How to switch power sockets using a modified internet router
I managed to use the relay, that comes built-in with most internet routers, in the present case a T-Com Speedport W500V, to switch the power of a 230 volts AC power socket on and off. Since all routers have GPIO, they are all in principle capable of switching relays. Software-controlled relay switching can be very useful, especially thinking of home automation and all that kind of remote control stuff.
The relay is controlled by the router's firmware through a GPIO pin and can be switched by console tools or even via a nice web interface. All you need is a suitable Linux firmware, to gain the full control over the router's hardware (e.g. Bitswitcher or OpenWRT).
Maximum load of the end device connected to the switched socket is 2A at 250VAC. If you connect both switches of the relay to one socket, the maximum load should add up to 4A (2A on each switch). Don't exceed the maximum load, not to overheat the rather thin wires.
- in different routers, relays of the same type but from different manufacturers were used:
- they are switched by a 5.5VDC on-board GPIO signal (relay resistance: 160 Ohm)
- 2 relay sockets are in place, both are connected to GPIO, but only one comes actually equipped with a relay
- Fotos are on GitHub: https://github.com/matthiasbock/Bitswitcher-GPIO/tree/master/pictures/Speedport%20W500V%20switching%20power%20sockets
Quick'n'Dirty: The telephone cable variant
If you don't want (or can't) solder a cable onto the router's mainboard, there is also this nice possibility: Use a modified telephone cable!
- disrupt the connection between the switched side of the relay and the mainboard's circuits, e.g. by removing the black diode and the two yellow SMD capacitors (mainboard's back side, close to the relay sockets)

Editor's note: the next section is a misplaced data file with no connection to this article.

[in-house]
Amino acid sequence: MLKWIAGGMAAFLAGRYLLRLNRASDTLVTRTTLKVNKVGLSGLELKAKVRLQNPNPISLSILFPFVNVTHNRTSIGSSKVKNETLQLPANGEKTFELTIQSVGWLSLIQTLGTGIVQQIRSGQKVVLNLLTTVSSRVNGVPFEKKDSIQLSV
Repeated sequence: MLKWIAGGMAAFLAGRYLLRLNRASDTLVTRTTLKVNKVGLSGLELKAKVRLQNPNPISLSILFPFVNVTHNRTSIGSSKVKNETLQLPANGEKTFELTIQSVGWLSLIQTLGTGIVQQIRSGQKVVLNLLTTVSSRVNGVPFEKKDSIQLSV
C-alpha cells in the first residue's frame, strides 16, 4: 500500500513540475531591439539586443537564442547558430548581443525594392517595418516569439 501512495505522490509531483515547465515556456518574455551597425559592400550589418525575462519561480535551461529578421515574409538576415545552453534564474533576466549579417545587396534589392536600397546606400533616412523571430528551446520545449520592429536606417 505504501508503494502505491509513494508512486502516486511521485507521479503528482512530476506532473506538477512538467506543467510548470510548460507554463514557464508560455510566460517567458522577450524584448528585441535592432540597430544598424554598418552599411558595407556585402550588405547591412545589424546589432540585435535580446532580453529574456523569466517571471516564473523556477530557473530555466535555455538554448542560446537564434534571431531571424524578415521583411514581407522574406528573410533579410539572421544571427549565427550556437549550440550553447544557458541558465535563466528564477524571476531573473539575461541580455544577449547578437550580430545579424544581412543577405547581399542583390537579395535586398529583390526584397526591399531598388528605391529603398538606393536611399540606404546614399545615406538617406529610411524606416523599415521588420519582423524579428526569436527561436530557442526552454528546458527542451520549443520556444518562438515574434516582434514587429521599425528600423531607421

- get a telephone cable, TAE on one side and RJ11 on the other
- cut the telephone cable in half
- connect the two TAE pins, that are connected to the switched side of the relay on the mainboard, to one of the two 230VAC power source pins
- connect the two RJ11 pins, that are connected to the switched side of the relay, to the power socket, that you wish to switch
- connect the other 230VAC power source pin and also the protection pin (yellow-green striped) to the power socket
That was it!
Now the relay, which normally switches the telephone stuff, switches your power socket on and off. Be careful with the maximum current! You're using the thin mainboard's connection lines, which will heat up quickly upon high continuous currents. If you smell plastic and/or your router starts to smoke, the current is too high. Switch off immediately then, not to cause a fire!
- system: Bitswitcher, an alternate Linux firmware for the W500V
- Pin 7
Software: scolopender's tutorial for Bitswitcher modification
- check out the latst version of bitswitcher from the SourceForge repo
- add extio.c to bitswitcher/dev_tree/bcmdrivers/opensource/char/board/bcm963xx/imp1
- in the same folder patch the Makefile:
obj-y := board.o cfiflash.o bcm63xx_flash.o bcm63xx_led.o extio.o
- extend bitswitcher/dev_tree/bs_extra/start_scripts/preinit.sh by
mknod /dev/extout0 c 200 0 mknod /dev/extout1 c 200 1 chmod 666 /dev/extout* mknod /dev/extin0 c 200 2 chmod 444 /dev/extin*
- patch Makefile to disable VoIP or
- scolopender has already done it in 2011: http://www.ip-phone-forum.de/showthread.php?t=236541
- check out the GitHub project: https://github.com/matthiasbock/Bitswitcher-GPIO
- sparkfun.com: Controlling Big, Mean, Devices